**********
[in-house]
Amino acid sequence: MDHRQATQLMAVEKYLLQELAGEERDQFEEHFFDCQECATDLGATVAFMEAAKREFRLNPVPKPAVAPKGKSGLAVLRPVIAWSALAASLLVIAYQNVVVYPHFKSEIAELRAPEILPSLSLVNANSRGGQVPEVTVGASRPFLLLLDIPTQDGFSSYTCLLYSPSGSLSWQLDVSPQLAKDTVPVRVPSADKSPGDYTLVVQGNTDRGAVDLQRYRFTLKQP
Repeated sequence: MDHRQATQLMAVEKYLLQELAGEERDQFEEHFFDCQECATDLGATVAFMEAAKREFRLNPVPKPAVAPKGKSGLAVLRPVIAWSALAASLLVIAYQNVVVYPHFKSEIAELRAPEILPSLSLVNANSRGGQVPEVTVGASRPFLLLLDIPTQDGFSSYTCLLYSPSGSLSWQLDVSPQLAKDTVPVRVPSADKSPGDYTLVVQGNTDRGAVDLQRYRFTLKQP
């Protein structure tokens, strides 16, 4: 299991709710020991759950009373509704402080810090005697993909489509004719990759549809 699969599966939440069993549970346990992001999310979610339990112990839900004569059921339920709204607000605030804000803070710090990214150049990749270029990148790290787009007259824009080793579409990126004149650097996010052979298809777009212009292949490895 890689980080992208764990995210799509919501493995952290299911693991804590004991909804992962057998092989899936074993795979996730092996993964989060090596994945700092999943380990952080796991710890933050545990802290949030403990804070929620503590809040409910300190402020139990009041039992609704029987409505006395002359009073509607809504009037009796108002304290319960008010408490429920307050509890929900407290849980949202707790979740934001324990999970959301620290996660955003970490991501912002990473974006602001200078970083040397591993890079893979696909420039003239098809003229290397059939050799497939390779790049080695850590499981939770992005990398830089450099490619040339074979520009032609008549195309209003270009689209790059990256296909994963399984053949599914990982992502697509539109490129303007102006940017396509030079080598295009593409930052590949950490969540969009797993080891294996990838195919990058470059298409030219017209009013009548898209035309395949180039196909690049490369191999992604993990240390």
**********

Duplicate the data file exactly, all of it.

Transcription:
[in-house]
Amino acid sequence: MDHRQATQLMAVEKYLLQELAGEERDQFEEHFFDCQECATDLGATVAFMEAAKREFRLNPVPKPAVAPKGKSGLAVLRPVIAWSALAASLLVIAYQNVVVYPHFKSEIAELRAPEILPSLSLVNANSRGGQVPEVTVGASRPFLLLLDIPTQDGFSSYTCLLYSPSGSLSWQLDVSPQLAKDTVPVRVPSADKSPGDYTLVVQGNTDRGAVDLQRYRFTLKQP
Repeated sequence: MDHRQATQLMAVEKYLLQELAGEERDQFEEHFFDCQECATDLGATVAFMEAAKREFRLNPVPKPAVAPKGKSGLAVLRPVIAWSALAASLLVIAYQNVVVYPHFKSEIAELRAPEILPSLSLVNANSRGGQVPEVTVGASRPFLLLLDIPTQDGFSSYTCLLYSPSGSLSWQLDVSPQLAKDTVPVRVPSADKSPGDYTLVVQGNTDRGAVDLQRYRFTLKQP
């Protein structure tokens, strides 16, 4: 299991709710020991759950009373509704402080810090005697993909489509004719990759549809 699969599966939440069993549970346990992001999310979610339990112990839900004569059921339920709204607000605030804000803070710090990214150049990749270029990148790290787009007259824009080793579409990126004149650097996010052979298809777009212009292949490895 890689980080992208764990995210799509919501493995952290299911693991804590004991909804992962057998092989899936074993795979996730092996993964989060090596994945700092999943380990952080796991710890933050545990802290949030403990804070929620503590809040409910300190402020139990009041039992609704029987409505006395002359009073509607809504009037009796108002304290319960008010408490429920307050509890929900407290849980949202707790979740934001324990999970959301620290996660955003970490991501912002990473974006602001200078970083040397591993890079893979696909420039003239098809003229290397059939050799497939390779790049080695850590499981939770992005990398830089450099490619040339074979520009032609008549195309209003270009689209790059990256296909994963399984053949599914990982992502697509539109490129303007102006940017396509030079080598295009593409930052590949950490969540969009797993080891294996990838195919990058470059298409030219017209009013009548898209035309395949180039196909690049490369191999992604993990240390």